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PM’s speech: long on words and short on action

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Wednesday, August 12th, 2009 by Catherine Makoni

We have just had 3 days dedicated to peace, healing and reconciliation; an initiative driven by the 3 political parties, ZANU PF, MDC-M and MDC-T’s joint Organ for National Healing.

In his speech on the 24th July, the Prime Minister made impressive remarks on national healing, reconciliation and integration. He noted at the outset that the dedication marked the beginning of what can only be “a long but essential journey to heal our nation”. He also made the very important point that there can be “no short cuts on this journey and no easy way to deal wit the pain and suffering that has been experienced by so many of our people”. The process must be “open, genuine and frank”. That is all very good. In terms of the theory, the PM hit all the right notes touching on issues of transitional justice, help for victims to begin to build their lives, truth and acceptance of responsibility for wrongs done.  He had most people nodding their heads in agreement as he went through his speech.

The PM’s speech however was woefully inadequate when it came to concrete action. There were no definitive pronouncements from him regarding the actions his government was going to take to make sure that all these wonderful ideals were realised. Listening to his speech l kept saying to myself at different points in his speech; “so what are you going to do about that,” until it became a never ending refrain until suddenly the speech was over.

The PM could have and should have taken this opportunity to announce the plans his government has put in place to begin to address the issues. What plans for justice for the Gukurahundi massacres? Even though he extolled the virtues of justice, the PM should be reminded that justice delayed is justice denied. This process cannot be unduly long. Does his government have a time frame for gathering the views of the victims of those and other atrocities? From his speech, it would appear that the Organ for National Healing has only been charged with undertaking “grassroots consultation” to define the form and content of the healing programme.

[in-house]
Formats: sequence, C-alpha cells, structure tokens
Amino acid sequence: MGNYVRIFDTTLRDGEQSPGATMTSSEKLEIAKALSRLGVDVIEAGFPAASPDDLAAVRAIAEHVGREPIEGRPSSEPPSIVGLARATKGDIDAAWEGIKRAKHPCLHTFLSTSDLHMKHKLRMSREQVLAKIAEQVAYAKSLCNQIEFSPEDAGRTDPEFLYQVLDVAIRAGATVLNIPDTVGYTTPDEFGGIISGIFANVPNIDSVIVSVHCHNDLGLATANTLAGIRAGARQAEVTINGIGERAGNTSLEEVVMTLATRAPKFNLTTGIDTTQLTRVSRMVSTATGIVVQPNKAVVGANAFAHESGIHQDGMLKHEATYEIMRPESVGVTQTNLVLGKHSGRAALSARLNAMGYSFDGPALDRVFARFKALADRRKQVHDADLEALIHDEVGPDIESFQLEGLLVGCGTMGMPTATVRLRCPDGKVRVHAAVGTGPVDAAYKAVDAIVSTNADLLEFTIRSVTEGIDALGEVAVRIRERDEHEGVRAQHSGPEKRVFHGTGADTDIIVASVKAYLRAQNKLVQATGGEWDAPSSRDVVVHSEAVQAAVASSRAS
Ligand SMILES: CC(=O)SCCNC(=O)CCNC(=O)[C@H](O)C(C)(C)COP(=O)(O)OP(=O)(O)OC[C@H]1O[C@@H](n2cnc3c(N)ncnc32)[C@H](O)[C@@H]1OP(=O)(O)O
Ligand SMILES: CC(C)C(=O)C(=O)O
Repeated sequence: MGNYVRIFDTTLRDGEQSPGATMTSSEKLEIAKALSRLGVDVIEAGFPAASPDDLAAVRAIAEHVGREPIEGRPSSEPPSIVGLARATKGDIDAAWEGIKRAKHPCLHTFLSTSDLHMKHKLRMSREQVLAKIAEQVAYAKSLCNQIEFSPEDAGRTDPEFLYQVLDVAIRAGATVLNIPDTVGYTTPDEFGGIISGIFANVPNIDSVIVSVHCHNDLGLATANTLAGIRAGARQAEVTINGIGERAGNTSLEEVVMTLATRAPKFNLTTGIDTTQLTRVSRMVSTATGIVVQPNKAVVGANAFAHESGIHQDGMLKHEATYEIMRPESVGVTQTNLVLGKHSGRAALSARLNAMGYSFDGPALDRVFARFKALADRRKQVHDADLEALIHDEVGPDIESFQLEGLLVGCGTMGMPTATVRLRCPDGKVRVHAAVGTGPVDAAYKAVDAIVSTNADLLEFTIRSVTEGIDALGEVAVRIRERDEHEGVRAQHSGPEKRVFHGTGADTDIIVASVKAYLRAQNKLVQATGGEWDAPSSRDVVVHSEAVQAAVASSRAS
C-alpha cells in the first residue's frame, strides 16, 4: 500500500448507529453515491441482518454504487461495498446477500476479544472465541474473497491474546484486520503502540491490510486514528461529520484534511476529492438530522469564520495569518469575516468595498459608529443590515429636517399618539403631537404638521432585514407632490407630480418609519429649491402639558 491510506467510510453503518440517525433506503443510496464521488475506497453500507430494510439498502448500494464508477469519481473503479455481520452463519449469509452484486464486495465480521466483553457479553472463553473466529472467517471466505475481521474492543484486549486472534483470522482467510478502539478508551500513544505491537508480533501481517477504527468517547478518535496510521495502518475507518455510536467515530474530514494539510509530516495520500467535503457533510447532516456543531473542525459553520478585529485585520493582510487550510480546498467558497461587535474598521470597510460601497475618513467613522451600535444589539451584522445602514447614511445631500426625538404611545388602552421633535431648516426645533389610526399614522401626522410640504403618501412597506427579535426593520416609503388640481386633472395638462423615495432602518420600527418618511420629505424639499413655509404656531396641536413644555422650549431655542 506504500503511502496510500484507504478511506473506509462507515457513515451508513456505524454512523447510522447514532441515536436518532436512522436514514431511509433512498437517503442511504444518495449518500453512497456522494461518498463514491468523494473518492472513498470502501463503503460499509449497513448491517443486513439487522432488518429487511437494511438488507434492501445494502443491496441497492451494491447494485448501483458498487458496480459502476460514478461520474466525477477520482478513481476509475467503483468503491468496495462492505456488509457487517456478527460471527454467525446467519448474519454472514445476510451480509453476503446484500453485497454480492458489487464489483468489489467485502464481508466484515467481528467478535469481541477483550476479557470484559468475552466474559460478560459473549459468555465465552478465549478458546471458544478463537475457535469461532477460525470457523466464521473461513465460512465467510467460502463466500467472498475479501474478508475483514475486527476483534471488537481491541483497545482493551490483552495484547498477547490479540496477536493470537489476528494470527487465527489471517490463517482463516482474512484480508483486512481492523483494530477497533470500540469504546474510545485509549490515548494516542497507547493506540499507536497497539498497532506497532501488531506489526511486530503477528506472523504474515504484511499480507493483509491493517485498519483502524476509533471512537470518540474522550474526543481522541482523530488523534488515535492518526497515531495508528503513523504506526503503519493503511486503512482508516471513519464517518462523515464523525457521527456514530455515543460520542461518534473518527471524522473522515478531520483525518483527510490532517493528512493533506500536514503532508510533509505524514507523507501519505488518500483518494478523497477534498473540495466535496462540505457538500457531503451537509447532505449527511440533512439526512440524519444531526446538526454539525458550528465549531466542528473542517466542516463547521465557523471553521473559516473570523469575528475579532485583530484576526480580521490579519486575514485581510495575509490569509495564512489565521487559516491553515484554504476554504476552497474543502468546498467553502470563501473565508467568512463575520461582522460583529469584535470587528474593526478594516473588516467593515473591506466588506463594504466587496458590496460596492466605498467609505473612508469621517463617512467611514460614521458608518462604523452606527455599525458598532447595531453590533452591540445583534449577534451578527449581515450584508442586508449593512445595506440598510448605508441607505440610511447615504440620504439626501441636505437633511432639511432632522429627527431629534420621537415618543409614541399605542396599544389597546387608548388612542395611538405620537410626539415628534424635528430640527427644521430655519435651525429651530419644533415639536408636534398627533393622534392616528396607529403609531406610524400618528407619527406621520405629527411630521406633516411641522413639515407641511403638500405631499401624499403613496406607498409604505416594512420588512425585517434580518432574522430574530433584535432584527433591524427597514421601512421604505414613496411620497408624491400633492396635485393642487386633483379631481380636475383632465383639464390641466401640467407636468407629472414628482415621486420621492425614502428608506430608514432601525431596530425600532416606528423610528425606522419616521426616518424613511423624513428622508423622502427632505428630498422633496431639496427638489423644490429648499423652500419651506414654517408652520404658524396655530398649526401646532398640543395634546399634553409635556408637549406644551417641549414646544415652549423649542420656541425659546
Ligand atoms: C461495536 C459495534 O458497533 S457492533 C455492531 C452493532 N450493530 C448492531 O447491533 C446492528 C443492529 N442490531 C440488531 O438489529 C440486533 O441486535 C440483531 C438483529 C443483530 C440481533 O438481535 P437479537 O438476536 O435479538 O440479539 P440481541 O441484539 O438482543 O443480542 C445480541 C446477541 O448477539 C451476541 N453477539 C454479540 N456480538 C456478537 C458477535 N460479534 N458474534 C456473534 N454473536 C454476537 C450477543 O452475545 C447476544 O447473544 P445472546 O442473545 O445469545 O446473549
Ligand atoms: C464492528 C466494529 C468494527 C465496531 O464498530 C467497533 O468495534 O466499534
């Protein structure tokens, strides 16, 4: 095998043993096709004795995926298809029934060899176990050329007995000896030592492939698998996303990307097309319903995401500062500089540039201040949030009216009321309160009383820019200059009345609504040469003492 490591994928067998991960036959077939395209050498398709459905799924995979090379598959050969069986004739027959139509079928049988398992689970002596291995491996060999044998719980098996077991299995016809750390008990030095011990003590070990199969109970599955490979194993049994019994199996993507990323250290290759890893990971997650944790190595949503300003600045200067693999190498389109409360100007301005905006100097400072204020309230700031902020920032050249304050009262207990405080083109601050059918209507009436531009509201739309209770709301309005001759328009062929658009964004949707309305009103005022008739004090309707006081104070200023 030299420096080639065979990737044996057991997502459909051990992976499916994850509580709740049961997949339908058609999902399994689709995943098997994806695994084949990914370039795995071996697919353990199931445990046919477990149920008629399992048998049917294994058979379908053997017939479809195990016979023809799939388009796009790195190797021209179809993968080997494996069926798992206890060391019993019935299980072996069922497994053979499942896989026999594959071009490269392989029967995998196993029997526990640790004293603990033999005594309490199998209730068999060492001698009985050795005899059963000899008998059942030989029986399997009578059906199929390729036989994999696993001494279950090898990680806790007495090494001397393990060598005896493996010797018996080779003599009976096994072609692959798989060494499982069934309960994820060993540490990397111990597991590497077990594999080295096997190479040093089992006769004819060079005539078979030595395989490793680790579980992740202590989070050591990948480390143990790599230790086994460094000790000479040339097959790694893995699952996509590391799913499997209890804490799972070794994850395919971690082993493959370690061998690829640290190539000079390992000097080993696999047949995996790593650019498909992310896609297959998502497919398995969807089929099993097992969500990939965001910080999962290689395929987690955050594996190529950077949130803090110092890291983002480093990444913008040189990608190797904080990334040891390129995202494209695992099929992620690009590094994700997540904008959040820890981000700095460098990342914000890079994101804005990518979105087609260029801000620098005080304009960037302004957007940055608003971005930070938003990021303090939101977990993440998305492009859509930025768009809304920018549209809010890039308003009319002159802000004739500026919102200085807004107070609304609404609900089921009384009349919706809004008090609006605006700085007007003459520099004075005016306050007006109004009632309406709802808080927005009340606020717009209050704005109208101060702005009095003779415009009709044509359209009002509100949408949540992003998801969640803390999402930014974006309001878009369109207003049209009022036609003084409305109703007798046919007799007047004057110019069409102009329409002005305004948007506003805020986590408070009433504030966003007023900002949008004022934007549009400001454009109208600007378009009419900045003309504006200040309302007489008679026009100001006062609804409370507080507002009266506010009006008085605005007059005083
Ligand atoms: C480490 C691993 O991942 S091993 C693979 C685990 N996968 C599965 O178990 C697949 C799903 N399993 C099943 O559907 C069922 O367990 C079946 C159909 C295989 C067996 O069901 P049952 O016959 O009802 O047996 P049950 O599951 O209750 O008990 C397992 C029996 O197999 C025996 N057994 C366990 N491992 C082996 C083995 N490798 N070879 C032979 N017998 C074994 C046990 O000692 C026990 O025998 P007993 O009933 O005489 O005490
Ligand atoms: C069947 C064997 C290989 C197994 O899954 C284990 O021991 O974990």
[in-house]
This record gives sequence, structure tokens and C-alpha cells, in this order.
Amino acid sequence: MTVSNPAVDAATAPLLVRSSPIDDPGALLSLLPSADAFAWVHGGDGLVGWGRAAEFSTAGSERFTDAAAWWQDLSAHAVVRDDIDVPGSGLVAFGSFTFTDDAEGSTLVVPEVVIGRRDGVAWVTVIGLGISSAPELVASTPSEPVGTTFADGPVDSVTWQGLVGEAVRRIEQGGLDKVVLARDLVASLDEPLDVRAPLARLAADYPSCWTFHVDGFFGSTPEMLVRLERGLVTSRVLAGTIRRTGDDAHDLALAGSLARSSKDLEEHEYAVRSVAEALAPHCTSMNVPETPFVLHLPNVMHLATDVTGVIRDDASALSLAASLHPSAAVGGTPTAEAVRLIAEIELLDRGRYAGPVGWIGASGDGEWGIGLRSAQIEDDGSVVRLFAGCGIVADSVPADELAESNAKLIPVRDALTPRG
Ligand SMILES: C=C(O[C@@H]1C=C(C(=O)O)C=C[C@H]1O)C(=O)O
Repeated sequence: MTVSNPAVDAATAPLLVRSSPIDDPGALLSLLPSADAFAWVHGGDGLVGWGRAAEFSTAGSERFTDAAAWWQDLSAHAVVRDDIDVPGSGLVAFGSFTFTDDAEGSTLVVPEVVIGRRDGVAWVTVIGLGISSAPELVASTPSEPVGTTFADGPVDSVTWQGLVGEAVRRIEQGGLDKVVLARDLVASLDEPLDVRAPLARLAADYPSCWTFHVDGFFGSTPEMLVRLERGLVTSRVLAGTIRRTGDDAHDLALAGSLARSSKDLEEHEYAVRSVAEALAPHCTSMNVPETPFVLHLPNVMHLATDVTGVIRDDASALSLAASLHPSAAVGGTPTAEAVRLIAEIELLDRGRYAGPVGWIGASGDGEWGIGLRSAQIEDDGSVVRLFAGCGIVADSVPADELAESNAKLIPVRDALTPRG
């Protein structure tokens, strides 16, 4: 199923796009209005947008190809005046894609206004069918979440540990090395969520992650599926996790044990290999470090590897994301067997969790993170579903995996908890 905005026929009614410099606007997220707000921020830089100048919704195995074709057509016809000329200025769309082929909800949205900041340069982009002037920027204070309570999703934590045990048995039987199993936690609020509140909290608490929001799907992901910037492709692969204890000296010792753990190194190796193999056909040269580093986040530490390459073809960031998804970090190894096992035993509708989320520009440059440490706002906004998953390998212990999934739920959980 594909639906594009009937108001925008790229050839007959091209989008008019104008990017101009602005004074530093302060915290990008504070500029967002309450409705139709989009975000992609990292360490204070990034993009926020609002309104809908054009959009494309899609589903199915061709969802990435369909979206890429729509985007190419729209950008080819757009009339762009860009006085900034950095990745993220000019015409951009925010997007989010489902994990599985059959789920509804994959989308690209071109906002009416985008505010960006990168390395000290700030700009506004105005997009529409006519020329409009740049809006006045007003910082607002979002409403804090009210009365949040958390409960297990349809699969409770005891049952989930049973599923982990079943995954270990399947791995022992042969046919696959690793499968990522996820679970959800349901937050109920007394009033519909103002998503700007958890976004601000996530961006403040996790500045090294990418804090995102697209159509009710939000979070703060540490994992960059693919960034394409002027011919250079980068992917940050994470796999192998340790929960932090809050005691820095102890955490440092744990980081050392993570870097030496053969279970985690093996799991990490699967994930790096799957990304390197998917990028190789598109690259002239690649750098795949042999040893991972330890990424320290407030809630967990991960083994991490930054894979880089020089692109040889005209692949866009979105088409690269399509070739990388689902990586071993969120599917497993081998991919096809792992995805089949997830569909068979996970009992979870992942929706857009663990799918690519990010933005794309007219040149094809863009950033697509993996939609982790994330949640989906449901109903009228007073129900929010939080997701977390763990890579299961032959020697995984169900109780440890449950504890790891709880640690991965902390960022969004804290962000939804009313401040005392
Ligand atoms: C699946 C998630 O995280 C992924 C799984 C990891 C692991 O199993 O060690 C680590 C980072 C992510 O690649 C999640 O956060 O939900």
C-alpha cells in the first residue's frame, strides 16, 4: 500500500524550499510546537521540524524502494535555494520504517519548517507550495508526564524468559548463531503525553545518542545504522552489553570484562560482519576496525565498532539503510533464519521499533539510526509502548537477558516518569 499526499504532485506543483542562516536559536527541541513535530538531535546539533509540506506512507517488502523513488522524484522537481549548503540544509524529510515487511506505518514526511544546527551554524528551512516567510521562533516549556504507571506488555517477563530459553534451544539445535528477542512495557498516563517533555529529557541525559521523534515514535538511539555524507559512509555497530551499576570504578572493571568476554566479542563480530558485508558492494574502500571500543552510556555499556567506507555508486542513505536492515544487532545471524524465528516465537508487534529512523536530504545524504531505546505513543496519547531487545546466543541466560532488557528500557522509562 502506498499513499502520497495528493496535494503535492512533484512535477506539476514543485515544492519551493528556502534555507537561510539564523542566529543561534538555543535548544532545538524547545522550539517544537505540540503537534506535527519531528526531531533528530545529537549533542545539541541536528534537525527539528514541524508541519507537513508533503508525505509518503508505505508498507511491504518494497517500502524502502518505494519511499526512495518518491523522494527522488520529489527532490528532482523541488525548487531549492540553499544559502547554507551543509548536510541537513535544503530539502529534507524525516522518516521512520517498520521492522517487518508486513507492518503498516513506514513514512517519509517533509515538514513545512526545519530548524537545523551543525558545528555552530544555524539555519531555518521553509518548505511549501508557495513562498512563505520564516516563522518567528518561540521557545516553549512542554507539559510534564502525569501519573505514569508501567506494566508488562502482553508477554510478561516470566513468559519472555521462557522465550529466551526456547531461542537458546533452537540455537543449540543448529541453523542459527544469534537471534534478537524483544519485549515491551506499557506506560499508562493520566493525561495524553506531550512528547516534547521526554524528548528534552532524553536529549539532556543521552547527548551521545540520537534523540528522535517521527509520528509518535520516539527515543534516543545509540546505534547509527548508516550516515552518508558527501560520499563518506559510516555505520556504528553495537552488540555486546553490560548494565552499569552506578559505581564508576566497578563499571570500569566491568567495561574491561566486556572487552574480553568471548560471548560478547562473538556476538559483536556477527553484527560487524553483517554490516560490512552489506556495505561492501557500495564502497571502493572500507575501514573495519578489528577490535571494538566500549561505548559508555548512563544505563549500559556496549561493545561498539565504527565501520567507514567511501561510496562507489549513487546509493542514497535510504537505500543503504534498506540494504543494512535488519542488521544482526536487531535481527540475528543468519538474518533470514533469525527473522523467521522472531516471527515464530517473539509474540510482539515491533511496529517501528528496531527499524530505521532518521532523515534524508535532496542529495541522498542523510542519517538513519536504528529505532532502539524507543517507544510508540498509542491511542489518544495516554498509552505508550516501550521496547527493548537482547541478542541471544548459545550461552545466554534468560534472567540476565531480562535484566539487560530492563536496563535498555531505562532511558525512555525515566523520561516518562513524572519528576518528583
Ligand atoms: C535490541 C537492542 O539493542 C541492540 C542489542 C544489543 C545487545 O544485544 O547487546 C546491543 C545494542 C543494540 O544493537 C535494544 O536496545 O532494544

I am worried that the PM can acknowledge that “the State media continues to propagate hate speech and political divisions through publishing of blatant lies and deliberate distortions” but he does not propose any action to remedy this. What does that signify? Is he powerless to put a stop to it? If a crime is being committed by the State media, why doesn’t he charge the police to investigate and the Attorney General to prosecute the culprits?  Who is the PM asking whether the next election will be held in an atmosphere of tolerance and respect? Who is he asking whether government institutions will act with impartiality, openness and accountability? Who should hold the answers to these questions if not the government of which he is a significant part? If as he says the cooperation and communication at top of the political spectrum is not cascading down the party structures, what is he going to do about it, seeing as he occupies the highest seat in his party’s structure? What has he done with his counterparts in the other party formations?